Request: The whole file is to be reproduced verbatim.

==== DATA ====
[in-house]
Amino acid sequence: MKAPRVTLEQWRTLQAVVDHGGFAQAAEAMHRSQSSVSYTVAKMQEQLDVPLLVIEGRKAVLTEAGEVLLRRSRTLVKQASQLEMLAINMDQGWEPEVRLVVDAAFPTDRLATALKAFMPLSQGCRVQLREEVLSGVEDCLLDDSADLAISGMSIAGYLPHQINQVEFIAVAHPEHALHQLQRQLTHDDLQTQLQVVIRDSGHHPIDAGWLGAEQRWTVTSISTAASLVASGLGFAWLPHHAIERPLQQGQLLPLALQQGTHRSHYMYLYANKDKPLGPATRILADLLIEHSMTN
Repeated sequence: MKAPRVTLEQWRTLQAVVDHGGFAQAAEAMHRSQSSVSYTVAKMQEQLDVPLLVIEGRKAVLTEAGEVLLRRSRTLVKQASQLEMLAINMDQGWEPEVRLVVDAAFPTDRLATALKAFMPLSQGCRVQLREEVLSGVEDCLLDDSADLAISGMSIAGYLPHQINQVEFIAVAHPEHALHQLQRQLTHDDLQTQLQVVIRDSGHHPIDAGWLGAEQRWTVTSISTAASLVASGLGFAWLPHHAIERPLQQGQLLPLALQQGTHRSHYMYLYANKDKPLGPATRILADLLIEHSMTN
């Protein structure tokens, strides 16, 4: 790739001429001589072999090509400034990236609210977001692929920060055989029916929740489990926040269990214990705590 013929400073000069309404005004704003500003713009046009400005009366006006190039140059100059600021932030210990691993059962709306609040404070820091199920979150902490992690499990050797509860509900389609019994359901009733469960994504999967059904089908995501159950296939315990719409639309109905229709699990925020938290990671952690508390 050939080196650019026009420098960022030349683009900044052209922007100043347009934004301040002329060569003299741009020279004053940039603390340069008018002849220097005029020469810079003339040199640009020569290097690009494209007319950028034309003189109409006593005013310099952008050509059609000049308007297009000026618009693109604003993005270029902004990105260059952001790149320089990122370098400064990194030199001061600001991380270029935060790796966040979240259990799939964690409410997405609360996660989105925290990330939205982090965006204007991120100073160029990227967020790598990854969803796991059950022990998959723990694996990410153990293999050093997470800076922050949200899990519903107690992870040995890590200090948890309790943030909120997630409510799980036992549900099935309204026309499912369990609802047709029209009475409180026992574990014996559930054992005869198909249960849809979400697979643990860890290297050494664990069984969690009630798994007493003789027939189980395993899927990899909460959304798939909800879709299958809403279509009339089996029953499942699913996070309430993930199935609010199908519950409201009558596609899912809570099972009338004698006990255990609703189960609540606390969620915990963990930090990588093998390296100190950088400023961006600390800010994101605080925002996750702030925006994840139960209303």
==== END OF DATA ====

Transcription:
[in-house]
Amino acid sequence: MKAPRVTLEQWRTLQAVVDHGGFAQAAEAMHRSQSSVSYTVAKMQEQLDVPLLVIEGRKAVLTEAGEVLLRRSRTLVKQASQLEMLAINMDQGWEPEVRLVVDAAFPTDRLATALKAFMPLSQGCRVQLREEVLSGVEDCLLDDSADLAISGMSIAGYLPHQINQVEFIAVAHPEHALHQLQRQLTHDDLQTQLQVVIRDSGHHPIDAGWLGAEQRWTVTSISTAASLVASGLGFAWLPHHAIERPLQQGQLLPLALQQGTHRSHYMYLYANKDKPLGPATRILADLLIEHSMTN
Repeated sequence: MKAPRVTLEQWRTLQAVVDHGGFAQAAEAMHRSQSSVSYTVAKMQEQLDVPLLVIEGRKAVLTEAGEVLLRRSRTLVKQASQLEMLAINMDQGWEPEVRLVVDAAFPTDRLATALKAFMPLSQGCRVQLREEVLSGVEDCLLDDSADLAISGMSIAGYLPHQINQVEFIAVAHPEHALHQLQRQLTHDDLQTQLQVVIRDSGHHPIDAGWLGAEQRWTVTSISTAASLVASGLGFAWLPHHAIERPLQQGQLLPLALQQGTHRSHYMYLYANKDKPLGPATRILADLLIEHSMTN
């Protein structure tokens, strides 16, 4: 790739001429001589072999090509400034990236609210977001692929920060055989029916929740489990926040269990214990705590 013929400073000069309404005004704003500003713009046009400005009366006006190039140059100059600021932030210990691993059962709306609040404070820091199920979150902490992690499990050797509860509900389609019994359901009733469960994504999967059904089908995501159950296939315990719409639309109905229709699990925020938290990671952690508390 050939080196650019026009420098960022030349683009900044052209922007100043347009934004301040002329060569003299741009020279004053940039603390340069008018002849220097005029020469810079003339040199640009020569290097690009494209007319950028034309003189109409006593005013310099952008050509059609000049308007297009000026618009693109604003993005270029902004990105260059952001790149320089990122370098400064990194030199001061600001991380270029935060790796966040979240259990799939964690409410997405609360996660989105925290990330939205982090965006204007991120100073160029990227967020790598990854969803796991059950022990998959723990694996990410153990293999050093997470800076922050949200899990519903107690992870040995890590200090948890309790943030909120997630409510799980036992549900099935309204026309499912369990609802047709029209009475409180026992574990014996559930054992005869198909249960849809979400697979643990860890290297050494664990069984969690009630798994007493003789027939189980395993899927990899909460959304798939909800879709299958809403279509009339089996029953499942699913996070309430993930199935609010199908519950409201009558596609899912809570099972009338004698006990255990609703189960609540606390969620915990963990930090990588093998390296100190950088400023961006600390800010994101605080925002996750702030925006994840139960209303």